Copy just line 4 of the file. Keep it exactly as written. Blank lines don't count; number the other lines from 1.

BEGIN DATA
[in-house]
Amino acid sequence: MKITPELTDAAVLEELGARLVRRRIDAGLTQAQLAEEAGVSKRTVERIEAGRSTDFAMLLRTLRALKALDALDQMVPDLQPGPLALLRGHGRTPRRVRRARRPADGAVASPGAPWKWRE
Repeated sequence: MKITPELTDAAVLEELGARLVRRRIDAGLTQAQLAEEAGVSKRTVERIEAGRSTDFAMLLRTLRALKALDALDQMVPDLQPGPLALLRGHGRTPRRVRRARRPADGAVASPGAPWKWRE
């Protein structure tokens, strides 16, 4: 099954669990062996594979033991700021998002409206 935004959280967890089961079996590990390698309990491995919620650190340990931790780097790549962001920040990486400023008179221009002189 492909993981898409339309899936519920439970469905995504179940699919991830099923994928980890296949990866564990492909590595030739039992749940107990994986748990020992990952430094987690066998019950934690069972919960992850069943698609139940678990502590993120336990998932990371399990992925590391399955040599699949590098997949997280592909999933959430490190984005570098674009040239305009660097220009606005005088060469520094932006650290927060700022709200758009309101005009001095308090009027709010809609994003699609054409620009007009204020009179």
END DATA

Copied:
């Protein structure tokens, strides 16, 4: 099954669990062996594979033991700021998002409206 935004959280967890089961079996590990390698309990491995919620650190340990931790780097790549962001920040990486400023008179221009002189 492909993981898409339309899936519920439970469905995504179940699919991830099923994928980890296949990866564990492909590595030739039992749940107990994986748990020992990952430094987690066998019950934690069972919960992850069943698609139940678990502590993120336990998932990371399990992925590391399955040599699949590098997949997280592909999933959430490190984005570098674009040239305009660097220009606005005088060469520094932006650290927060700022709200758009309101005009001095308090009027709010809609994003699609054409620009007009204020009179």